With new guidance and enforcement, federal officials are further clarifying their expectations for employers that pay people with disabilities less than minimum wage.

Under a law dating back to the 1930s, employers can obtain special certificates from the U.S. Department of Labor allowing them to pay workers with disabilities what’s known as subminimum wage. But, with passage of the Workforce Innovation and Opportunity Act in 2014, Congress established strict new limits on the arrangement.

Individuals with disabilities age 24 or younger cannot work for subminimum wage without first showing that they have received transition services, pursued employment through vocational rehabilitation and that they have been provided information and referrals to other options in their area. And, those being paid less than minimum wage must receive career counseling and information about training opportunities once every six months during the first year and annually after that.

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Now the Labor Department is spelling out in more detail what employers need to do to comply with these requirements, particularly in terms of timing and documentation. Importantly, the 12-page bulletin issued late last week points out that employers must pay the full federal minimum wage of $7.25 per hour if they do not have documentation showing that employees have completed all the necessary steps before engaging in work.

The guidance also details how to handle situations where a worker was previously employed by another employer earning subminimum wage or if an employee takes a break from work and then returns to their subminimum wage position. And, the bulletin notes that employees who complain that they have not been provided the required services are protected from retaliation under federal law and could pursue lost wages, damages and other remedies.

“Section 511 of the Rehabilitation Act of 1973, as amended by the Workforce Innovation and Opportunity Act, created significant requirements for employers paying subminimum wages to workers with disabilities,” said Patricia Davidson, deputy administrator of the Labor Department’s Wage and Hour Division. “These requirements help ensure that workers have critical resources and information designed to improve access to competitive integrated employment. The Wage and Hour Division evaluates an employer’s compliance with the Section 511 requirements in every investigation it conducts of an employer that holds a subminimum wage certificate under the (Fair Labor Standards Act). This work protects the rights of workers with disabilities and ensures they receive the full federal minimum wage when it is owed.”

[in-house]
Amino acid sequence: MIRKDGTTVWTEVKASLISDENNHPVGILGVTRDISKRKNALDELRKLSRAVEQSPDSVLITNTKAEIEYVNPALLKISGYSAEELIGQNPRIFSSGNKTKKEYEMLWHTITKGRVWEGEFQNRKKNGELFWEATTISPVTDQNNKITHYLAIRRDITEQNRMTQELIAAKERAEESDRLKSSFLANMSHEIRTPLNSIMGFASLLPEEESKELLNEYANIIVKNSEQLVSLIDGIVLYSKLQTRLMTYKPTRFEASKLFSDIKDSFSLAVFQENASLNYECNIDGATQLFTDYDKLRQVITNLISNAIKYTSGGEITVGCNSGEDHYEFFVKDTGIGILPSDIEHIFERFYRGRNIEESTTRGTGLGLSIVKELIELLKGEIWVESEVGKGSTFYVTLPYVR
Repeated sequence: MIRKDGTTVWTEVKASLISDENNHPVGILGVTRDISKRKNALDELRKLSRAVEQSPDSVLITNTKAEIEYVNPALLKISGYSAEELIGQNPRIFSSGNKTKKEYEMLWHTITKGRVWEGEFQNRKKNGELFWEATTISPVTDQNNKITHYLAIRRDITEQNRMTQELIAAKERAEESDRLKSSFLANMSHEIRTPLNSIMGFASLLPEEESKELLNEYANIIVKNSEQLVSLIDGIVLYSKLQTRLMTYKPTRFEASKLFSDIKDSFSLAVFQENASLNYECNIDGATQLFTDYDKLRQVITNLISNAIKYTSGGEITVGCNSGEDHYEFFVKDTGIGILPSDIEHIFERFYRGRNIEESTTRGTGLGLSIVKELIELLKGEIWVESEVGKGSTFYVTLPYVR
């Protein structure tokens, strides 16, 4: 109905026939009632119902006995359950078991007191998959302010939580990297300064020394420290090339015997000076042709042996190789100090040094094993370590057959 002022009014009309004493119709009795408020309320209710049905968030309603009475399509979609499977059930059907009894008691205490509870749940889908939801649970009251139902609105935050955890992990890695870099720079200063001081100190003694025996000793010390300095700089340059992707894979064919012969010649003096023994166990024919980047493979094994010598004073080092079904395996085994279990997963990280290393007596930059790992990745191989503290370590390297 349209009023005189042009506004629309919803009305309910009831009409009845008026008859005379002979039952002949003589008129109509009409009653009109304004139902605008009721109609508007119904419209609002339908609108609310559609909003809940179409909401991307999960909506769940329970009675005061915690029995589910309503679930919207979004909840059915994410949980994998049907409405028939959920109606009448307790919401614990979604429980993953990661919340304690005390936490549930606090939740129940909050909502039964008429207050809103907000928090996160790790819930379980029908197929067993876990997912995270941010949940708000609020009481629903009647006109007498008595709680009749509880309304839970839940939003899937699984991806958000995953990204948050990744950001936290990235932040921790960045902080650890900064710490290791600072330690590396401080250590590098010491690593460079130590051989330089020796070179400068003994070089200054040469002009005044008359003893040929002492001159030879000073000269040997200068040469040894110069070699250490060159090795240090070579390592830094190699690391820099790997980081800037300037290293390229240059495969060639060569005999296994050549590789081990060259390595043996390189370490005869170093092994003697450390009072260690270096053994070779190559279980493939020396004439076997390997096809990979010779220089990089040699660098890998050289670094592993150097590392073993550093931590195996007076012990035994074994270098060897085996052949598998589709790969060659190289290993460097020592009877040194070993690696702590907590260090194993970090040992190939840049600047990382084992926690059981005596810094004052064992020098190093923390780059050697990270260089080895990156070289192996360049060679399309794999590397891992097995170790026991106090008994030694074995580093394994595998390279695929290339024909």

Edwin Nieves, a spokesperson for the Labor Department, said the bulletin was not issued in response to any increase in violations, but is part of an “overall worker protection stance.” More fact sheets and updates to existing documentation about the requirements and enforcement policies surrounding subminimum wage employment are forthcoming, Nieves said.

The guidance comes as the Labor Department said it is suing a Montana employer after an investigation found that it falsely claimed workers with intellectual and developmental disabilities earning subminimum wage were provided required counseling and referrals and informed of available training opportunities. Special K Ranch must pay 35 employees who had been working for as little as $1.17 per hour the full federal minimum wage until they receive the required information and services, the Labor Department said.

“The U.S. Department of Labor will not tolerate wage theft or an employer’s failure to provide the important services and information required under Section 511 to workers with disabilities,” said Solicitor of Labor Seema Nanda. “Special K Ranch’s alleged violations demonstrate a disregard for the law and disrespect for the dignity of workers. Let there be no misunderstanding, the department will take decisive action to protect the rights of workers employed under Section 14(c) of the Fair Labor Standards Act.”